When it comes to the Eagles, one of these nights is pretty much like all the rest. The long-running country-rockers are something other than dynamic on stage, and their set lists rarely fluctuate. But if the fans at Air Canada Centre on Thursday expected to see the same show as the ones performed on the Eagles’ last jaunt (The Long Road Out of Eden Tour, 2008 to 2010), they might have been startled with some of the switch-ups offered. Here are the top 10 surprises from a band whose career and fortune were made by music that was peaceful, easy and predictable.
10) “Seems like a dream now, it was so long ago.” The concert began in low-key manner, with Don Henley and Glenn Frey alone, reminiscing harmonically and wistfully on Saturday Night, a lovely track retrieved and dusted off from the Eagles’ 1973 album Desperado.
9) Frey, who acted as something of an emcee (either on stage or with pre-taped historical narration on the video screens), described the first part of the concert as an attempt to recreate the vibe of the band’s early days in Southern California, when they rehearsed in a “little shack in the San Fernando Valley.” Speaking of beginnings, original guitarist Bernie Leadon joined the two amigos for the obscure Train Leaves Here This Morning, a co-write with the Byrds’ Gene Clark from the Eagles’ self-titled debut. Leadon took the first train out of Eagles land in 1975. The current tour, which supports the DVD documentary The History of The Eagles, marks his return.
8) After loveable guitarist Joe Walsh joined his band mates on stage for a bluesy version of Witchy Woman, Frey told the story behind the inspiration for the Desperado album, which involved a book on the gun-fighting Dalton Gang. The full band (with sidemen too) settled into Doolin-Dalton, an easygoing folk-rocker sung by Henley and with bassist Timothy B. Schmit mellowing out on harmonica.
7) Henley, who moved around from behind the drums and other times in front (with guitar and without), sported a tidy goatee. At age 65, he is now officially a greybeard.
6) From Frey, commenting on how Witchy Woman came together: “Believe it or not, back then we used to jam.” An astounding historical tidbit from a band not known for musically taking things to the limit.
5) After an intermission, Walsh made his presence felt, beginning with his tranquil Pretty Maids in a Row, from Hotel California. We’re all aware that his Maserati did 185 and that he was versed in 49 varieties of funk, but who knew Walsh had a sensitive side?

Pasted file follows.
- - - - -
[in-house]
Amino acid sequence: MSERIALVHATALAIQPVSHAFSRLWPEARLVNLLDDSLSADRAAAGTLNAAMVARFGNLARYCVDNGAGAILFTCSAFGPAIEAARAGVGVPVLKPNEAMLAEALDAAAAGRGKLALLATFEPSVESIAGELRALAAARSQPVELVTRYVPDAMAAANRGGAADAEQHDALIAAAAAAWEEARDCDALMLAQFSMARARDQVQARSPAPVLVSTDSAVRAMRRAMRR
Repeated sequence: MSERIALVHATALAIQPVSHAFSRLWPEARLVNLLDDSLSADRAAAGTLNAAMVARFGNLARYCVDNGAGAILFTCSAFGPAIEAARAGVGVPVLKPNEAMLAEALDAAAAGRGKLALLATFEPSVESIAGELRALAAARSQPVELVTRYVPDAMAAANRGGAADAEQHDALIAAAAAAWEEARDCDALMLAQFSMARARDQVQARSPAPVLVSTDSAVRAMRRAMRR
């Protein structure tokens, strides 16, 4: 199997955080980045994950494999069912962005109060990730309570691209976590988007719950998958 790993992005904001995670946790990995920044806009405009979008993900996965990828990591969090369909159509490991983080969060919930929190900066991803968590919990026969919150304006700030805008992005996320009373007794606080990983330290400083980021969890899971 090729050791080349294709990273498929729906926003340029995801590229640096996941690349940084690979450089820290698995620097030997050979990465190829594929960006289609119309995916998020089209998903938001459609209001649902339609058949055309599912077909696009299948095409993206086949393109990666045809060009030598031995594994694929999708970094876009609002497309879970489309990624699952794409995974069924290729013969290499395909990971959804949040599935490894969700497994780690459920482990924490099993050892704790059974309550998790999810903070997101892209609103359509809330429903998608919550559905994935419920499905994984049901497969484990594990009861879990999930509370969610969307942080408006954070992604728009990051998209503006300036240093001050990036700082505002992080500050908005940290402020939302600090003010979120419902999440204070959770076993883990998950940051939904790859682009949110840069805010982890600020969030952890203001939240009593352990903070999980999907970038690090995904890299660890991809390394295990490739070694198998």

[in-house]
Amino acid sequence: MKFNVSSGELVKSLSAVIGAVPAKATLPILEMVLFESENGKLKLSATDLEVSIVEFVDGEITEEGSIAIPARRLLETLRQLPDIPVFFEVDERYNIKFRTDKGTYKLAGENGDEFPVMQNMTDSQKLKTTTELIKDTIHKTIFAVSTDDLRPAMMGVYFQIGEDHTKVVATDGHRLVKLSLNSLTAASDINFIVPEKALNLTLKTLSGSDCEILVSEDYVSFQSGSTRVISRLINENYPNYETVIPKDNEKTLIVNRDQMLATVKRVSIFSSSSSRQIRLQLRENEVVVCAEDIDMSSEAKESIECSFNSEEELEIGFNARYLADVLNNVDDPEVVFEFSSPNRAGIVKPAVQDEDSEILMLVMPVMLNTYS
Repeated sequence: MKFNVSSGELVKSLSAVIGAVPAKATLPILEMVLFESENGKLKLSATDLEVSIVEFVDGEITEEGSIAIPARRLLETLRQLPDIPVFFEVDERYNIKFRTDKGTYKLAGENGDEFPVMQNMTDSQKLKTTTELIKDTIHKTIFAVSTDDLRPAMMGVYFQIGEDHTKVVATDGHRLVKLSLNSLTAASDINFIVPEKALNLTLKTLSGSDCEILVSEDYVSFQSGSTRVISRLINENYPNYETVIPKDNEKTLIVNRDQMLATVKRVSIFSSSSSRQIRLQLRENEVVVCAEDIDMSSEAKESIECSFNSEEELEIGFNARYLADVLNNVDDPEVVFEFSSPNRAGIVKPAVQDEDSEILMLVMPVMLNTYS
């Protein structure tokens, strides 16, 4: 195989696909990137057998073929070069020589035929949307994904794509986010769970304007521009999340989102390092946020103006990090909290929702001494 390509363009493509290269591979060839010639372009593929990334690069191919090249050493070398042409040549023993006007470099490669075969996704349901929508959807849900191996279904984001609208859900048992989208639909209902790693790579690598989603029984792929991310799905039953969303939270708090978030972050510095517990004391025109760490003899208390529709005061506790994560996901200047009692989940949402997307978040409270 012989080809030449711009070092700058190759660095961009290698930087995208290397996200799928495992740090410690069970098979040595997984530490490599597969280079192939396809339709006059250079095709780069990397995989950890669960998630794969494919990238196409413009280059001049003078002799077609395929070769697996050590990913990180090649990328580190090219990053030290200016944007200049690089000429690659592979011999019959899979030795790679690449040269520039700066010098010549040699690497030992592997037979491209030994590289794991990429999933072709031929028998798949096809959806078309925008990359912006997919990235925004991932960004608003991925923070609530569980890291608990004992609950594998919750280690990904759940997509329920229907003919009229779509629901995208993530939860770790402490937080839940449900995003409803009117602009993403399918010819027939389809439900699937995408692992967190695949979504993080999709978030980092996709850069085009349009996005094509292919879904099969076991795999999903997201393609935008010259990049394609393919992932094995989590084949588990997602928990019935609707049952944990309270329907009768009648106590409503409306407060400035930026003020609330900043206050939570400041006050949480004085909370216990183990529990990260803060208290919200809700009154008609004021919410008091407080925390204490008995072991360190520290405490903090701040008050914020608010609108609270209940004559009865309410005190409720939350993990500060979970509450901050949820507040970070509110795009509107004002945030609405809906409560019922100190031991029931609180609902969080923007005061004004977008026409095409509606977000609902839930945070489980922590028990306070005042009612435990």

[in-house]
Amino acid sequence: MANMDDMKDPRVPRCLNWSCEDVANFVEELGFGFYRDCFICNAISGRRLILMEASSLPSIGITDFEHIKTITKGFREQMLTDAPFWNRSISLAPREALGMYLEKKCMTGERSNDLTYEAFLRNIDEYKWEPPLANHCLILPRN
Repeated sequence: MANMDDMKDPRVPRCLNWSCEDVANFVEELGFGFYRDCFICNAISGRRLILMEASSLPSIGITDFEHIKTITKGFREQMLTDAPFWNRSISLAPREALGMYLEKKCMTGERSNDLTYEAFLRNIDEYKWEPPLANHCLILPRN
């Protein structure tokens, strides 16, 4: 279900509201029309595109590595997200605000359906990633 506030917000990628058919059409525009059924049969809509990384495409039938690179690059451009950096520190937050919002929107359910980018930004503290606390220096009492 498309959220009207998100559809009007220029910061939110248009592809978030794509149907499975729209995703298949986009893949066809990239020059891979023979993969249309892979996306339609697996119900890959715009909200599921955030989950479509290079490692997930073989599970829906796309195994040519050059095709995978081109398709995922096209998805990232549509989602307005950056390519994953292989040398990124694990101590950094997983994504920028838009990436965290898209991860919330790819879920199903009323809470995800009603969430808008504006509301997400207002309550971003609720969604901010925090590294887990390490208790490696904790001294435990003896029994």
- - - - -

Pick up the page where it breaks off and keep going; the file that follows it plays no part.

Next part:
4) The biggest applause of the night? It might have been the big hand for the sweet-voiced Schmit and the gentle earnestness of Love Will Keep Us Alive.
3) He can walk the walk, but can he talk the talk-box? Walsh (who charmed and uplifted with non-Eagle numbers Life’s Been Good, Funk #49 and Rocky Mountain Way), brought out the squawky guitar-vocal effect for Those Shoes, a wildcard from the 1979’s The Long Run.
2) Shockingly, a segment of the crowd actually rose from their seats for the FM-rock classic Hotel California. “Some dance to remember,” Henley sang, “Some dance to forget.”
1) The closer was Desperado, a heart-string tugger about walking through the world alone. A no-doubter. Some things never change, nor should they.
The Eagles play Salmon Festival, Grand Falls, Nfld., July 13; Scotiabank Place, Ottawa, July 15; Rogers Arena, Vancouver, Sept. 6 and 7; Rexall Place, Edmonton, Sept. 9; Scotiabank Saddledome, Calgary, Sept. 11 and 12; Credit Union Centre, Saskatoon, Sept. 14; MTS Centre, Winnipeg, Sept. 15; Bell Centre, Montreal, Nov. 4; Air Canada Centre, Toronto, Nov. 6.
Train Leaves Here This Morning
Peaceful Easy Feeling
The Best of My Love
One of These Nights
Take It to the Limit
Pretty Maids All in a Row
I Can’t Tell You Why
New Kid in Town
Love Will Keep Us Alive
In the City
Life’s Been Good
The Long Run
Life in the Fast Lane
Take It Easy
Rocky Mountain Way